DEL RIO, Texas – Orange County Commissioner Victoria Siplin is on the ground in southern Texas from where she showed News 6 images of the current situation at Del Rio, Texas.
“The conditions here were very deplorable,” Siplin said. “They did the best that they could, but I think they were overwhelmed.”
Siplin arrived as U.S. border patrol agents worked to clear and clean up the bridge between the towns of Del Rio, Texas, and Ciudad Acuña, Mexico, where thousands of Haitian migrants had gathered.
“[There’s] a real cleanup that’s happening currently with major trucks, garbage trucks and so forth,” the Orange County commissioner said.
Siplin, a native of Haiti, is part of the National Haitian American Elected Officials network and flew to the Lone Star state to lend support. Siplin said it would be through translations or financial support. Siplin said the Haitian migrants that have been released by immigration authorities now have to continue a legal process.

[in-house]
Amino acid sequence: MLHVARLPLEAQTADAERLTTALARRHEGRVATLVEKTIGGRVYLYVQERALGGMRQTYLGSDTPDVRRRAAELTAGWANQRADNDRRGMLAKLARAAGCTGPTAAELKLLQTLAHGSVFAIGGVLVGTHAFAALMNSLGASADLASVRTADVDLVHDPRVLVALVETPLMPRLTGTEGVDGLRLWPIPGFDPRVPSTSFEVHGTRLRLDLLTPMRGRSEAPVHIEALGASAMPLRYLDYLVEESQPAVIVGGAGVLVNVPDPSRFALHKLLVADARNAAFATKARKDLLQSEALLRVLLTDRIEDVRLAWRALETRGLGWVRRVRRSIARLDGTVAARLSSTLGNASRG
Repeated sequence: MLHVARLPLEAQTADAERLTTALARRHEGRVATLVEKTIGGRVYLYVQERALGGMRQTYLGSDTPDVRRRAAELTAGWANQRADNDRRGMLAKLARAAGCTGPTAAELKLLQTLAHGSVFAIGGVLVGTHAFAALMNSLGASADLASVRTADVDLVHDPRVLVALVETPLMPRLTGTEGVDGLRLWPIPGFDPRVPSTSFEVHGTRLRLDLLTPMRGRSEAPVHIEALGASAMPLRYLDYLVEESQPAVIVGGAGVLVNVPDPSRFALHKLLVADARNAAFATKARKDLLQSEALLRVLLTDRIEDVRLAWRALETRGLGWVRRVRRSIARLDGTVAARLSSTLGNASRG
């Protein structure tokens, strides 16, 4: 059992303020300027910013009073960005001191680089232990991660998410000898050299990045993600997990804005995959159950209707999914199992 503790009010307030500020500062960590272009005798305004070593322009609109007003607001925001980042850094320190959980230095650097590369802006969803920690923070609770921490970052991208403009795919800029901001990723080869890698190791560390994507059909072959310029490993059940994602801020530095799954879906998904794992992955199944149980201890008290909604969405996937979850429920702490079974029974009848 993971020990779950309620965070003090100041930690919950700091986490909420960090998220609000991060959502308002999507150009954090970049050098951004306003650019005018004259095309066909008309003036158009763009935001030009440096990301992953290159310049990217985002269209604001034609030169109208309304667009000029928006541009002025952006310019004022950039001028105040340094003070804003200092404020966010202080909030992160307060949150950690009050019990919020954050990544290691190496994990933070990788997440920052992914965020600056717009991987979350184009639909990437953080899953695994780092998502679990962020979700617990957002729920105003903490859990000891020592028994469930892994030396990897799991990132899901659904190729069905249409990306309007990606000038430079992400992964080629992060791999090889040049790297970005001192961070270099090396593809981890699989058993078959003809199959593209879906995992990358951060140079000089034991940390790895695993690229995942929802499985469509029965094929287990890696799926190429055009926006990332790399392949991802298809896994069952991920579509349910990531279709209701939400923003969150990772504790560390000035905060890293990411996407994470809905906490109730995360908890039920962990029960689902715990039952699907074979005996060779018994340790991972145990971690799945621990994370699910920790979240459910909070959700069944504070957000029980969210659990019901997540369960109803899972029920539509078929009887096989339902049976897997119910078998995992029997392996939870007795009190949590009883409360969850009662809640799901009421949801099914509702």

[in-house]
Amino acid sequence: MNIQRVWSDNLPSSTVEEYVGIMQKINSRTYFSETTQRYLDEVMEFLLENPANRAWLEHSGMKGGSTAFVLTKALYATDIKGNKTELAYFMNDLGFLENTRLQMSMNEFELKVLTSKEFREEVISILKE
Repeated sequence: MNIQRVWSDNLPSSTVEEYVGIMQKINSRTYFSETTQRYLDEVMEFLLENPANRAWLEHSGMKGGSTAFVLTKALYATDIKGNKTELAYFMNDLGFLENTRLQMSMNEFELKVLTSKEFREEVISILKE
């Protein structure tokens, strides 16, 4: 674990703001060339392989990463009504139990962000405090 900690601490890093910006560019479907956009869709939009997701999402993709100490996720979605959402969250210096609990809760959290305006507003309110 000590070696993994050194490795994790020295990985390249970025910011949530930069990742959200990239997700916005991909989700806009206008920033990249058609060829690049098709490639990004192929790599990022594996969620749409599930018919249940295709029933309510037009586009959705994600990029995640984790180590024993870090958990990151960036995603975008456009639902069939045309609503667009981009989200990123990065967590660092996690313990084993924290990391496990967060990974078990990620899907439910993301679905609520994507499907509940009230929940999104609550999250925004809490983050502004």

“They’re different avenues with immigration that you can seek asylum; you can seek refuge,” Siplin said.
According to the Department of Homeland Security, of the nearly 15,000 Haitian migrants that had been camping out at the border crossing, about 1,400 had been sent to Haiti on 13 flights.
“None of them were processed and deported from under the bridge. They were actually taken to an ICE facility where they were interviewed and then processed,” Siplin said.
During a press conference, Secretary of State Antony Blinken said misinformation put the migrants’ lives in danger.
“One of the very unfortunate developments that we’ve seen is that in a variety of ways and a variety of places, some people are misinforming Haitians, whether in Haiti or Haitians residing in other countries, that they can come to the United States and stay,” Blinken said.
Siplin said during a briefing with border patrol agents, they were asked how that massive number of migrants made it to that border crossing.
“They blame technology and social media for the mass exodus of immigrants coming in,” Siplin said. “Once somebody puts out the word that, you know, you could come, it’s safe -- they do.”